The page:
About this blogger:
Veronica Brandt holds a Bachelor Degree in Electrical Engineering. As editor, she has produced fine publications (as well as valuable reprints) dealing with Gregorian chant, hymnody, Latin, and other subjects. These publications are distinguished on account of their tastefulness. She lives in the Blue Mountains near Sydney, Australia, with her husband Peter and five children.
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When you consider that the greatest hymns ever written—the plainchant hymns—are pushing the age of eight hundred and that the noble chorale hymn tunes of Bach date from the early eighteenth century, then what is the significance of the word “old” applied to “Mother at Thy Feet Is Kneeling”? Most of the old St. Basil hymns date from the Victorian era, particularly the 1870s and 1880s.
— Paul Hume (1956)

Jesus Played Marbles
published 6 February 2016 by Veronica Brandt

Jesus Played Marbles large E KNOW PEOPLE LEAVE the Church for all kinds of reasons. It’s sad when people say they leave because of the music – and we know how hard it is to keep everyone happy there. It’s sad when people leave because of romantic entanglements at odds with Catholic moral teaching. It’s sad when people just don’t get along. In many cases there is no easy solution.

Some of the saddest stories are of young adults, fresh out of Catholic school, cast into confusion by someone pointing out Bible verses which apparently contradict their understanding of the Catholic Faith. But this is one of the most preventable tragedies.

In this age of instant access to information it seems mad that so much ignorance persists – and yet, we cannot leave it up to people to search Catholic Answers themselves. We need to teach people, most especially our own children!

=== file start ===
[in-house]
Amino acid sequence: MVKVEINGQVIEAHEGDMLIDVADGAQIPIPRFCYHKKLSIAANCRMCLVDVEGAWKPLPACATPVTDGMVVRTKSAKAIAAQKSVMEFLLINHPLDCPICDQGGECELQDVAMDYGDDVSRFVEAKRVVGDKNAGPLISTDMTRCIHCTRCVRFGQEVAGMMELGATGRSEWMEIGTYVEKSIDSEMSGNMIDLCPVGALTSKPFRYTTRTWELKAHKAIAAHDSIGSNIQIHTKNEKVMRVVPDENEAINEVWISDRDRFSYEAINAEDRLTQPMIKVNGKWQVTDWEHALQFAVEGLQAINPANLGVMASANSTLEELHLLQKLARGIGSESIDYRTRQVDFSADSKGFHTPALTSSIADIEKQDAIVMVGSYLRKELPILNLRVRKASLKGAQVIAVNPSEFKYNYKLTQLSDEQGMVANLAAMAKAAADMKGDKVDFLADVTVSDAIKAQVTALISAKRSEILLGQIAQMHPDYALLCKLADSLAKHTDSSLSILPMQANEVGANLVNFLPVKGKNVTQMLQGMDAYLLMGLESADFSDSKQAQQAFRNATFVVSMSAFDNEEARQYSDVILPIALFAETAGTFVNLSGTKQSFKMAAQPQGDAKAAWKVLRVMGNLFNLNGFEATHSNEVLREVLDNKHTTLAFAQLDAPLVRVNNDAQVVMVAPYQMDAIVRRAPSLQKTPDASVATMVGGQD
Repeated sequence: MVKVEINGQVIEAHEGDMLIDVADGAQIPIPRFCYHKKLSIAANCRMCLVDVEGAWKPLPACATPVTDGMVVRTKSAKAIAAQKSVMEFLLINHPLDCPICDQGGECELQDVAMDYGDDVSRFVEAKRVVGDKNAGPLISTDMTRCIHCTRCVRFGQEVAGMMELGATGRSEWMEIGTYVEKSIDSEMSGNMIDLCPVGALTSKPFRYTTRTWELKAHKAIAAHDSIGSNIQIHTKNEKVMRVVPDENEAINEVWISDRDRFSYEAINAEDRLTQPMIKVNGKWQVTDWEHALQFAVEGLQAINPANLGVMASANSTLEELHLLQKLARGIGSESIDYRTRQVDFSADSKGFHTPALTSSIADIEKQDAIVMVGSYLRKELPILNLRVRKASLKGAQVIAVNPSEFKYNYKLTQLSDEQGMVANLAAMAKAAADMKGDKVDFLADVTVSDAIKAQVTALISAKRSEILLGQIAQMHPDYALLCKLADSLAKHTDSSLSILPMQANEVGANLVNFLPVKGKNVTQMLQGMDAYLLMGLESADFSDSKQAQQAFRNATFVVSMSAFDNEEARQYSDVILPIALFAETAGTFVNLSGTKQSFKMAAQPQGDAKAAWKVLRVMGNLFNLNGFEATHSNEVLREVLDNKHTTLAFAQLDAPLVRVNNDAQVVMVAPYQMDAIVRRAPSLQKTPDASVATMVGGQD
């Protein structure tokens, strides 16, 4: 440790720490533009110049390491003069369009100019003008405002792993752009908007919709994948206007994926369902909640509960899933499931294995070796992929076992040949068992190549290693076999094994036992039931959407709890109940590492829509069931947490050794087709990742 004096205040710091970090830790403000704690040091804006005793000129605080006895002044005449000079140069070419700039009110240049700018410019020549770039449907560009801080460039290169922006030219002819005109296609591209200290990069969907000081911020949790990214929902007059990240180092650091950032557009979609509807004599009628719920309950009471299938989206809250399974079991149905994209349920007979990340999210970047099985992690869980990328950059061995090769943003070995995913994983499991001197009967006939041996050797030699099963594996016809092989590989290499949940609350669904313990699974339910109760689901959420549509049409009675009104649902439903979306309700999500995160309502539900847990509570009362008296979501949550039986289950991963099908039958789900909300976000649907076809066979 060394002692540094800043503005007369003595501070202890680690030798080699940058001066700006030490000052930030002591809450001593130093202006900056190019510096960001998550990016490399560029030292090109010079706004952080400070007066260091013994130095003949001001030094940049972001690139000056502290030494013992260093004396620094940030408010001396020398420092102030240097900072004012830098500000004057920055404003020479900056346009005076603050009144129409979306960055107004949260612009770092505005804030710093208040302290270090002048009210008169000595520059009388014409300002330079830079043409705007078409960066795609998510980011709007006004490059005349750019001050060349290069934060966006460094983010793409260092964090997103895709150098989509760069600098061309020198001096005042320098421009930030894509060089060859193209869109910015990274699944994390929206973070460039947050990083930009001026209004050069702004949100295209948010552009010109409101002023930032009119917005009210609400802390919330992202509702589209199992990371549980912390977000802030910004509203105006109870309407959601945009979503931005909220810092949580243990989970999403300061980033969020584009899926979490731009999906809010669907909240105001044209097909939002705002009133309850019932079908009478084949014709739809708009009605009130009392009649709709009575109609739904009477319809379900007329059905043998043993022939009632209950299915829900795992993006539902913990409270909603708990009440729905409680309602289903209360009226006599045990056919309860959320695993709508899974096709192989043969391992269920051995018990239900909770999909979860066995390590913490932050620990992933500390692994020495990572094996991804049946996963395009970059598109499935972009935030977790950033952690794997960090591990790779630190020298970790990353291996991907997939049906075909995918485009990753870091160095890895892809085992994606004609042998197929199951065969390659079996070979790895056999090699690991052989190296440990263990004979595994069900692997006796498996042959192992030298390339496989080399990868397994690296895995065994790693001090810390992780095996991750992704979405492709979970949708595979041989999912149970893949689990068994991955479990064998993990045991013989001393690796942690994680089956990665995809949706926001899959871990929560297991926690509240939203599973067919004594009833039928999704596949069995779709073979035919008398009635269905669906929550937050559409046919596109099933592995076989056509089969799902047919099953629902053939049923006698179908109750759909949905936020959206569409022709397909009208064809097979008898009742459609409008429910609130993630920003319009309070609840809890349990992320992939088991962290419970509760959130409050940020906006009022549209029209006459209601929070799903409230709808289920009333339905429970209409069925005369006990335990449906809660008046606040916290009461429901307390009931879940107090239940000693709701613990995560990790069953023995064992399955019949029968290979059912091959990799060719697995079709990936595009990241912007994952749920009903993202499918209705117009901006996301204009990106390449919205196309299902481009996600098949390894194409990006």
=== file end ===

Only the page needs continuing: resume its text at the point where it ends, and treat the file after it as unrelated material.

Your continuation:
Joseph's Turn So, here is the book Jesus Played Marbles, written as a children’s book, a simple story, introducing the youngsters who are known in the Bible as Jesus’ brothers. Each is introduced as the game of marbles proceeds. A separate box on the page gives the background information on each of the historical figures, especially showing, where possible, who their parents were and how we know this. Even though it doesn’t give this information for each future disciple, it does show that these “brothers” were rather what we would call cousins. The Catholic teaching that Joseph and Mary had no natural children of their own is upheld.

Jude's turn As well as the historic and apologetic value of the book, the story is also has a warm moral to it about friendly games. There is a trade off between playing to win and playing to grow in love and compassion.

Jesus Played Marbles also provides food for meditation on Jesus hidden life as a boy in Nazareth. Like gazing on Jesus in the manger, Jesus as a young boy is a bit of a mystery. In the words of the carol “Christian children all should be mild, obedient, good as He.” It is good to ponder this, especially when guiding our own children to follow Jesus.

I’m sorry the quality of my photos is so bad. The printing of the book is excellent and the major titles are hand lettered.